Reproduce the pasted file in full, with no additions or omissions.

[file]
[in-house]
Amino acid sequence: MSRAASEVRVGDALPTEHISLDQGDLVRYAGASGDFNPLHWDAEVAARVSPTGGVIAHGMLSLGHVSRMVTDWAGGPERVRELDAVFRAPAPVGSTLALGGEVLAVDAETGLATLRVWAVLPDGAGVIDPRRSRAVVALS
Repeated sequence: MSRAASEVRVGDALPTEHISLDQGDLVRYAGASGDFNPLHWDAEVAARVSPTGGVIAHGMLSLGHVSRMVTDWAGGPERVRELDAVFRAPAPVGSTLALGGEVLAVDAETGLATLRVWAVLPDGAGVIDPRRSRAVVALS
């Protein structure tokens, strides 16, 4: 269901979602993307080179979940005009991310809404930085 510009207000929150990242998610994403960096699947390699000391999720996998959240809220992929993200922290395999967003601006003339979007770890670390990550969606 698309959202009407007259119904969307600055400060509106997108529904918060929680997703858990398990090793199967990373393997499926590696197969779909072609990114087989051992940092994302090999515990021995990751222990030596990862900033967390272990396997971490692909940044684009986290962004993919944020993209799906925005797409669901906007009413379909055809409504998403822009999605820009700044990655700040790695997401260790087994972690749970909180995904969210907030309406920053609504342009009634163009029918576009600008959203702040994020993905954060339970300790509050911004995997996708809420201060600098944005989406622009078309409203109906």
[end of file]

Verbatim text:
[in-house]
Amino acid sequence: MSRAASEVRVGDALPTEHISLDQGDLVRYAGASGDFNPLHWDAEVAARVSPTGGVIAHGMLSLGHVSRMVTDWAGGPERVRELDAVFRAPAPVGSTLALGGEVLAVDAETGLATLRVWAVLPDGAGVIDPRRSRAVVALS
Repeated sequence: MSRAASEVRVGDALPTEHISLDQGDLVRYAGASGDFNPLHWDAEVAARVSPTGGVIAHGMLSLGHVSRMVTDWAGGPERVRELDAVFRAPAPVGSTLALGGEVLAVDAETGLATLRVWAVLPDGAGVIDPRRSRAVVALS
């Protein structure tokens, strides 16, 4: 269901979602993307080179979940005009991310809404930085 510009207000929150990242998610994403960096699947390699000391999720996998959240809220992929993200922290395999967003601006003339979007770890670390990550969606 698309959202009407007259119904969307600055400060509106997108529904918060929680997703858990398990090793199967990373393997499926590696197969779909072609990114087989051992940092994302090999515990021995990751222990030596990862900033967390272990396997971490692909940044684009986290962004993919944020993209799906925005797409669901906007009413379909055809409504998403822009999605820009700044990655700040790695997401260790087994972690749970909180995904969210907030309406920053609504342009009634163009029918576009600008959203702040994020993905954060339970300790509050911004995997996708809420201060600098944005989406622009078309409203109906």